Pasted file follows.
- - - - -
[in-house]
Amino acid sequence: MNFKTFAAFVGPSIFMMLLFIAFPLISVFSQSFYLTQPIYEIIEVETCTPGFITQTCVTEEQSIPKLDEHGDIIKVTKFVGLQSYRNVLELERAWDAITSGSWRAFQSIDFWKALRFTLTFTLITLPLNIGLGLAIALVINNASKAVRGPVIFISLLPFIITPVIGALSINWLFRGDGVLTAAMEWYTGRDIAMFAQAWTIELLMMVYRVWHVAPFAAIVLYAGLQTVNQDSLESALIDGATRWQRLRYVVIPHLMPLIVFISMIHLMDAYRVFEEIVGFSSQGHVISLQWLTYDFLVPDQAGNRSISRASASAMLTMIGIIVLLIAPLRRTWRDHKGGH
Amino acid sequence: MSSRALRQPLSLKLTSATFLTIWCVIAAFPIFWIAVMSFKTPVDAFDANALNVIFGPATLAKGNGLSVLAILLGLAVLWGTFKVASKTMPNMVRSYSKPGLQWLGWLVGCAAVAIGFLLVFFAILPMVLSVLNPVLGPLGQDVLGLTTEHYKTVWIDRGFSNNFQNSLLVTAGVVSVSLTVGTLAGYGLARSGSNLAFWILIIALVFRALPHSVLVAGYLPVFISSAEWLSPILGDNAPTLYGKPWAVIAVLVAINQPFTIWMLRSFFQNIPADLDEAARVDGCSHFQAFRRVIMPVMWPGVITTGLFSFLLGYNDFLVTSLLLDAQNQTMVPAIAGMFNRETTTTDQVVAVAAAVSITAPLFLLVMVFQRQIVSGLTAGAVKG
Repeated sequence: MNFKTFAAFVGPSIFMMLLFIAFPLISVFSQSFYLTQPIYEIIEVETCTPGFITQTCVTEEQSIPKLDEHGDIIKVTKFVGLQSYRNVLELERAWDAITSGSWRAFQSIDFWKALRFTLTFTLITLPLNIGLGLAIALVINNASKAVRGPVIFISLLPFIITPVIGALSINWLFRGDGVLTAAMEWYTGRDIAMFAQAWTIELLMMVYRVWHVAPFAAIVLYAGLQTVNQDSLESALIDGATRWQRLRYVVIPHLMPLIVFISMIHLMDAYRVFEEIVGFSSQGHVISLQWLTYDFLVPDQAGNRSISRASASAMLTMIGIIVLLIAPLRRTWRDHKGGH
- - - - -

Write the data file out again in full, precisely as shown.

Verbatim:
[in-house]
Amino acid sequence: MNFKTFAAFVGPSIFMMLLFIAFPLISVFSQSFYLTQPIYEIIEVETCTPGFITQTCVTEEQSIPKLDEHGDIIKVTKFVGLQSYRNVLELERAWDAITSGSWRAFQSIDFWKALRFTLTFTLITLPLNIGLGLAIALVINNASKAVRGPVIFISLLPFIITPVIGALSINWLFRGDGVLTAAMEWYTGRDIAMFAQAWTIELLMMVYRVWHVAPFAAIVLYAGLQTVNQDSLESALIDGATRWQRLRYVVIPHLMPLIVFISMIHLMDAYRVFEEIVGFSSQGHVISLQWLTYDFLVPDQAGNRSISRASASAMLTMIGIIVLLIAPLRRTWRDHKGGH
Amino acid sequence: MSSRALRQPLSLKLTSATFLTIWCVIAAFPIFWIAVMSFKTPVDAFDANALNVIFGPATLAKGNGLSVLAILLGLAVLWGTFKVASKTMPNMVRSYSKPGLQWLGWLVGCAAVAIGFLLVFFAILPMVLSVLNPVLGPLGQDVLGLTTEHYKTVWIDRGFSNNFQNSLLVTAGVVSVSLTVGTLAGYGLARSGSNLAFWILIIALVFRALPHSVLVAGYLPVFISSAEWLSPILGDNAPTLYGKPWAVIAVLVAINQPFTIWMLRSFFQNIPADLDEAARVDGCSHFQAFRRVIMPVMWPGVITTGLFSFLLGYNDFLVTSLLLDAQNQTMVPAIAGMFNRETTTTDQVVAVAAAVSITAPLFLLVMVFQRQIVSGLTAGAVKG
Repeated sequence: MNFKTFAAFVGPSIFMMLLFIAFPLISVFSQSFYLTQPIYEIIEVETCTPGFITQTCVTEEQSIPKLDEHGDIIKVTKFVGLQSYRNVLELERAWDAITSGSWRAFQSIDFWKALRFTLTFTLITLPLNIGLGLAIALVINNASKAVRGPVIFISLLPFIITPVIGALSINWLFRGDGVLTAAMEWYTGRDIAMFAQAWTIELLMMVYRVWHVAPFAAIVLYAGLQTVNQDSLESALIDGATRWQRLRYVVIPHLMPLIVFISMIHLMDAYRVFEEIVGFSSQGHVISLQWLTYDFLVPDQAGNRSISRASASAMLTMIGIIVLLIAPLRRTWRDHKGGH